When the gearshift lever is depressed, a toothed plunger clears a retaining brace, allowing the tooth to engage a roughly ellipse-shaped gear which rotates slightly on it’s pivot, it’s opposite end causing a camplate gear to rotate on it’s shaft. The front side of each of the two shifter forks has a pin with a roller slipped over it; these pins with their rollers wend their way through two curvaceous grooves cut in the face of the camplate as it rotates.

The two gear selector forks slide left-to-right on a shaft, with the tines of one fork riding captive in a groove of one gear on the mainshaft, and the tines of the other fork riding captive in a groove of another gear on the layshaft. So, as the gearshift camplate rotates, it moves the position of the appropriate gears one way or another, via the shifting forks, to align each matched pair in succession as the gears are selected. Regardless of the gear selected, power comes in through the mainshaft, feeds the selected drive gear, which feeds it’s paired driven gear, which feeds the layshaft, which feeds the drive sprocket.

The kickstarter engages a ratchet gear on the mainshaft, which turns the clutch, which turns the crankshaft via the primary chain. As the pedal is released, or as the engine spins, the ratchet's teeth release, allowing the pedal to remain free from counter-rotation except as allowed by the return spring, to the point where a peg limits it's travel just beyond the point where the first tooth in it's gear disengages the ratchet gear.

Ignitions

Driven by the timing end of the exhaust camshaft, the ignition system is timed to provide spark to the combustion chamber at the exact point in the 4-stroke sequence for proper combustion and operation of the engine.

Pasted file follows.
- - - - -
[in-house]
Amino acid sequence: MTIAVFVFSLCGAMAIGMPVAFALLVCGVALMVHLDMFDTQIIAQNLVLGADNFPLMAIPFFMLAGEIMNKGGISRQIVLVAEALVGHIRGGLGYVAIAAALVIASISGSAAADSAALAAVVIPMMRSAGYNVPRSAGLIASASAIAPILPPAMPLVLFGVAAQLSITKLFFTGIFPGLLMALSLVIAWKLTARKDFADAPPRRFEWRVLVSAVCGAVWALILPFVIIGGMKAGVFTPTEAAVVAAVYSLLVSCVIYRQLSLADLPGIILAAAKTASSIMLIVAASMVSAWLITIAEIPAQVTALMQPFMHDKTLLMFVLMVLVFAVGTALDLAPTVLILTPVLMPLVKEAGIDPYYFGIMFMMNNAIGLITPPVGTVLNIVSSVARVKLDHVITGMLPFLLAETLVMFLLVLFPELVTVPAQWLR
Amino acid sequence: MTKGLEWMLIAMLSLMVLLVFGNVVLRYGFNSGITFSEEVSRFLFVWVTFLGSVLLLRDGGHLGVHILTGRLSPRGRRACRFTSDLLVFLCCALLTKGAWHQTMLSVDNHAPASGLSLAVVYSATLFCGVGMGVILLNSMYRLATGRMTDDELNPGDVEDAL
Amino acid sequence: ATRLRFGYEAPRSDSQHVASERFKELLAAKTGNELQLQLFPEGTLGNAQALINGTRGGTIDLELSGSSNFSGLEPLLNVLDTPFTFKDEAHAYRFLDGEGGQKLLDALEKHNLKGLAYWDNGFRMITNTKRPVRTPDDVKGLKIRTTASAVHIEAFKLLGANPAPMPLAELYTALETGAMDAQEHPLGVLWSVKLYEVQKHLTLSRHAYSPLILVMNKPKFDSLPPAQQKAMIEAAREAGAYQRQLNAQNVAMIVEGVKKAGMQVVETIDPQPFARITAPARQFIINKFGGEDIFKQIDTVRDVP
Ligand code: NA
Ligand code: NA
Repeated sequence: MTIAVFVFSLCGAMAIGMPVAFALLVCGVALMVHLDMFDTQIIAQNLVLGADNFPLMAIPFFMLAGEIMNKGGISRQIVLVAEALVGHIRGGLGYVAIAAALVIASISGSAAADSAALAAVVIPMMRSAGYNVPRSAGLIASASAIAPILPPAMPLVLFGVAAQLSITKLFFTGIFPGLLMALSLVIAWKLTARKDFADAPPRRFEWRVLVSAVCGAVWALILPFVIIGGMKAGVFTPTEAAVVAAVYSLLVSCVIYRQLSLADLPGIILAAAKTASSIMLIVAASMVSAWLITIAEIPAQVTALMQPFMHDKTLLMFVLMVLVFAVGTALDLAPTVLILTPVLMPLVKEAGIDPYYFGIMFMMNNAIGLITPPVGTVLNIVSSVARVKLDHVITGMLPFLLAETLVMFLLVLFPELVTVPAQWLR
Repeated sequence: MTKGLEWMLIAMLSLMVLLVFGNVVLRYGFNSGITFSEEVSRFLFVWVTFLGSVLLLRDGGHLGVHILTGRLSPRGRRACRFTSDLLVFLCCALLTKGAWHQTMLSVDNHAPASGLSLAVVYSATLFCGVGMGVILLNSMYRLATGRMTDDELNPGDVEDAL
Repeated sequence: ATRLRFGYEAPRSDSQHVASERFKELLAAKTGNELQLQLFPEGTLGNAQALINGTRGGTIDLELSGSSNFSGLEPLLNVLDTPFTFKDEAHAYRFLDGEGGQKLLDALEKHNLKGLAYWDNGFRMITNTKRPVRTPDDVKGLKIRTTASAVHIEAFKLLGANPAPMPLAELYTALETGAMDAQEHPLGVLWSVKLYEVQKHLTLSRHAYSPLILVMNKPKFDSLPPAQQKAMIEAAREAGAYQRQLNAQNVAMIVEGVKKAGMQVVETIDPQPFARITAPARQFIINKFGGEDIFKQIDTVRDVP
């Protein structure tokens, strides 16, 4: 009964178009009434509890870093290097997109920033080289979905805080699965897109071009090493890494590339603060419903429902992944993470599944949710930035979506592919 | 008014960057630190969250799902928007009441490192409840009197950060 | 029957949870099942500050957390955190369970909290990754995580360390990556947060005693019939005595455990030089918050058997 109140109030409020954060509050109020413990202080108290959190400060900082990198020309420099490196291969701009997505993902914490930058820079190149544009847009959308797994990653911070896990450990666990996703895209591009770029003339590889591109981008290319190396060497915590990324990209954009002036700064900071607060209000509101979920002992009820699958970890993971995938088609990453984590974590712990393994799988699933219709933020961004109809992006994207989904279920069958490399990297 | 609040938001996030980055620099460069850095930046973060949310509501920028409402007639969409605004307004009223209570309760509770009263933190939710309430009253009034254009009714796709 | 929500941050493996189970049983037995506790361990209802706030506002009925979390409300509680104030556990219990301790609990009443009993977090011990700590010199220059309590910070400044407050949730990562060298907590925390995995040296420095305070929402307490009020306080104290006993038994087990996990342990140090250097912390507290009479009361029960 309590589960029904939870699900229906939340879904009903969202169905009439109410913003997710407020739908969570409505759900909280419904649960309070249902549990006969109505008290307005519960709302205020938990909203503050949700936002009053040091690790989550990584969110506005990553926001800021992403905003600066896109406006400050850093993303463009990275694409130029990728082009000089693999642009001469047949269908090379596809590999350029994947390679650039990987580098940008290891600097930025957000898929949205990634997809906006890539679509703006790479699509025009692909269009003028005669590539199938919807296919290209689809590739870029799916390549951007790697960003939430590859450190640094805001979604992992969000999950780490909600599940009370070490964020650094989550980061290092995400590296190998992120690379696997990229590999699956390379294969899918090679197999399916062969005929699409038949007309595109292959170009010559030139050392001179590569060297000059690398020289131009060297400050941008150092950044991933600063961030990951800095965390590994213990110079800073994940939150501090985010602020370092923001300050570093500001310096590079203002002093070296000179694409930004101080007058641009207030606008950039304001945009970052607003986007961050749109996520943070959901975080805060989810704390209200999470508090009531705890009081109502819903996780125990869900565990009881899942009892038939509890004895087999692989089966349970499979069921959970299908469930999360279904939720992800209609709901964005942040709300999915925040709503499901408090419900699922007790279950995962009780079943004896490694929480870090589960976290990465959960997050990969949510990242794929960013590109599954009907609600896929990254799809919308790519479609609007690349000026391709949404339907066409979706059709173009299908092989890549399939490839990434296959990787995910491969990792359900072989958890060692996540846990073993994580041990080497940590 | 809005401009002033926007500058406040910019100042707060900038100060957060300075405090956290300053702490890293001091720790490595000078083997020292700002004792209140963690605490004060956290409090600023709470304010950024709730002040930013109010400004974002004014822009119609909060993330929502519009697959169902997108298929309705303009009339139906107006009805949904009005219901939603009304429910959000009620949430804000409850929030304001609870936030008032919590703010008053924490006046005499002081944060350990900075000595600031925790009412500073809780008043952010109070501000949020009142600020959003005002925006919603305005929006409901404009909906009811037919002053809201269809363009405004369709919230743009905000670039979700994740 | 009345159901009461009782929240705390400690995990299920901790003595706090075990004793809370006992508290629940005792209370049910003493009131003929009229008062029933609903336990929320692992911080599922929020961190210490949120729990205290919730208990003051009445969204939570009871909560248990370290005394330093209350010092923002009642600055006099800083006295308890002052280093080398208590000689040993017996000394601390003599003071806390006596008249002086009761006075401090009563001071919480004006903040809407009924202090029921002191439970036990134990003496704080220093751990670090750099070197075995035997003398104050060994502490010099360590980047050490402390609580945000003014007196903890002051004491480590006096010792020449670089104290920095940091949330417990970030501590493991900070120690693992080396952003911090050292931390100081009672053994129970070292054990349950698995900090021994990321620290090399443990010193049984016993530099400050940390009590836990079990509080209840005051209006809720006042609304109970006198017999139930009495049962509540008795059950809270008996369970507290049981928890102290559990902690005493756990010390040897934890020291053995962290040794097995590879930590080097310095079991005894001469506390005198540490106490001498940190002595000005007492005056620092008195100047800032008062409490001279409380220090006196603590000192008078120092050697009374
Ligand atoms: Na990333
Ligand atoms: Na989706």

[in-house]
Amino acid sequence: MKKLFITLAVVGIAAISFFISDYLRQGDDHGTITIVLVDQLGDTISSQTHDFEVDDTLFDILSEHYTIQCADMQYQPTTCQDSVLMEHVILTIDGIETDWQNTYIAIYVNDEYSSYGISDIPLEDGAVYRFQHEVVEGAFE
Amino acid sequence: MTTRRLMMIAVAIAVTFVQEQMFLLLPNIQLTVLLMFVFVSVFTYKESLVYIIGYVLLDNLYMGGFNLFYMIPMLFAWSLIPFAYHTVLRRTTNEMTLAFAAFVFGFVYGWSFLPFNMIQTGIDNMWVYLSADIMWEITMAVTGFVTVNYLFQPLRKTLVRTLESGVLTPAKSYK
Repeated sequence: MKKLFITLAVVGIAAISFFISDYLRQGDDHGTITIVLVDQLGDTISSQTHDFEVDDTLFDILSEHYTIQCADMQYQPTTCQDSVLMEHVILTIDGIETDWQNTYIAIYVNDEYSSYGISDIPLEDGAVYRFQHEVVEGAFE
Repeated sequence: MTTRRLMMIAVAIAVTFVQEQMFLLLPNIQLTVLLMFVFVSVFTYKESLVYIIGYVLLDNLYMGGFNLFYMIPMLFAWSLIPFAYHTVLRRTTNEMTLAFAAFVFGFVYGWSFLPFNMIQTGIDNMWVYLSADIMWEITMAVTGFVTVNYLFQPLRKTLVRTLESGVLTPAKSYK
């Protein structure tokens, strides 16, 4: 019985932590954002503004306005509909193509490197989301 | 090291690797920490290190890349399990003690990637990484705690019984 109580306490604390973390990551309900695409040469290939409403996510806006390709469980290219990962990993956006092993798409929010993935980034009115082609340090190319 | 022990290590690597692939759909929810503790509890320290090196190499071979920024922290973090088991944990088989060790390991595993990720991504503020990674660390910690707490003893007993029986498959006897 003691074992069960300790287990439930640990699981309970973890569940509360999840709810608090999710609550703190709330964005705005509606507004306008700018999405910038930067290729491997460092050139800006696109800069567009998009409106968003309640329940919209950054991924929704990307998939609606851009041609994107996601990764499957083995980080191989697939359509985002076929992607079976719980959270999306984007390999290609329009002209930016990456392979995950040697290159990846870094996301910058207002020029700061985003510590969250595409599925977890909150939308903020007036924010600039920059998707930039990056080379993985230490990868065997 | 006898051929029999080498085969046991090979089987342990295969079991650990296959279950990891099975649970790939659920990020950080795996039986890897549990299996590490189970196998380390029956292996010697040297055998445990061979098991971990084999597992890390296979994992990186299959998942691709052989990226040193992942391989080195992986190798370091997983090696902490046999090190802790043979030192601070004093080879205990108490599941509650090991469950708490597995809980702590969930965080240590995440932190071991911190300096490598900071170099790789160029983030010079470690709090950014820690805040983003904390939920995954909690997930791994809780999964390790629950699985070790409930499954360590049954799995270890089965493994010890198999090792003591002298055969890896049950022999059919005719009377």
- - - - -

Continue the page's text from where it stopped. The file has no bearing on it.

In a contact breaker points based system, the exhaust camshaft turns an automatic advancer plate upon which pivots a points cam; this points cam is advanced as engine speed increases, by means of centrifugal flyweights which vary the points cam’s relative position to the exhaust cam by a pair of springs. The faster the exhaust cam spins, the more centrifugal force is exerted on the flyweights, which rotate the points cam via a tooth-in-groove arrangement, effectively advancing the timing to provide the spark earlier in the compression stroke, allowing the mixture in the combustion chamber to ignite and burn appropriately. 12 volts are fed (through the system voltage sources, more later) to the contact breaker points, which when actuated, send a primary voltage pulse to on of the ignition coils, inducing a high secondary voltage pulse through the ignition lead to the spark plug associated with that coil & points set; the same thing happens again 180 degrees of CAMSHAFT rotation (360 degrees crankshaft rotation) later, and the other set of points fire for the other cylinder.

In a magneto ignition system, the exhaust cam drives the magneto’s armature and breaker points cam simultaneously; the magneto’s armature produces the primary voltage for the points, which, when triggered, induce a high voltage in an encapsulated coil which feeds both of the ignition leads to the spark plugs. This results in one cylinder firing, and a “wasted spark” once every cycle of 360 degrees of crankshaft (180 degrees of camshaft) rotation.

In an typical modern electronic ignition, the exhaust cam drives a rotor assembly with two magnetic triggers affixed to it; as these magnets pass in proximity to two pickup coils mounted in the stator plate, an electromagnetic pulse is triggered in the primary circuitry. This primary pulse travels into the ignition’s “black box” which in turn magically (well, through the wonders of modern electronics), sends a single12 volt primary pulse through a pair of 6 volt coils, inducing a secondary pulse in both coils, causing a spark at both spark plugs simultaneously, resulting in one cylinder firing, and a “wasted spark” as with the magneto ignition.

Alternator (single phase)